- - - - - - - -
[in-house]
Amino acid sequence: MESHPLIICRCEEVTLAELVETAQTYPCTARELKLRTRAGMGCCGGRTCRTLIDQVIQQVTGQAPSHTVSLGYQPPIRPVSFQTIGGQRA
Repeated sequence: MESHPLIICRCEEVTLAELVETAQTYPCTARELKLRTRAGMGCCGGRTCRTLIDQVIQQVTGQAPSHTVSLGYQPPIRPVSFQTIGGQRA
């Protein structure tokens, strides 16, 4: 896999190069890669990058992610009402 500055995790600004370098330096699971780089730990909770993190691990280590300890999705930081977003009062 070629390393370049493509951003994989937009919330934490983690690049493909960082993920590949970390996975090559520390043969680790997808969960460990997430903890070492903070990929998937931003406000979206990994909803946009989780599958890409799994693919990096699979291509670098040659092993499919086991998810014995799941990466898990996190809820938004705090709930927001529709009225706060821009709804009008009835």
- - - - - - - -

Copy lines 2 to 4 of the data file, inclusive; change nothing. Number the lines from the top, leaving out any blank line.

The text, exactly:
Amino acid sequence: MESHPLIICRCEEVTLAELVETAQTYPCTARELKLRTRAGMGCCGGRTCRTLIDQVIQQVTGQAPSHTVSLGYQPPIRPVSFQTIGGQRA
Repeated sequence: MESHPLIICRCEEVTLAELVETAQTYPCTARELKLRTRAGMGCCGGRTCRTLIDQVIQQVTGQAPSHTVSLGYQPPIRPVSFQTIGGQRA
């Protein structure tokens, strides 16, 4: 896999190069890669990058992610009402 500055995790600004370098330096699971780089730990909770993190691990280590300890999705930081977003009062 070629390393370049493509951003994989937009919330934490983690690049493909960082993920590949970390996975090559520390043969680790997808969960460990997430903890070492903070990929998937931003406000979206990994909803946009989780599958890409799994693919990096699979291509670098040659092993499919086991998810014995799941990466898990996190809820938004705090709930927001529709009225706060821009709804009008009835």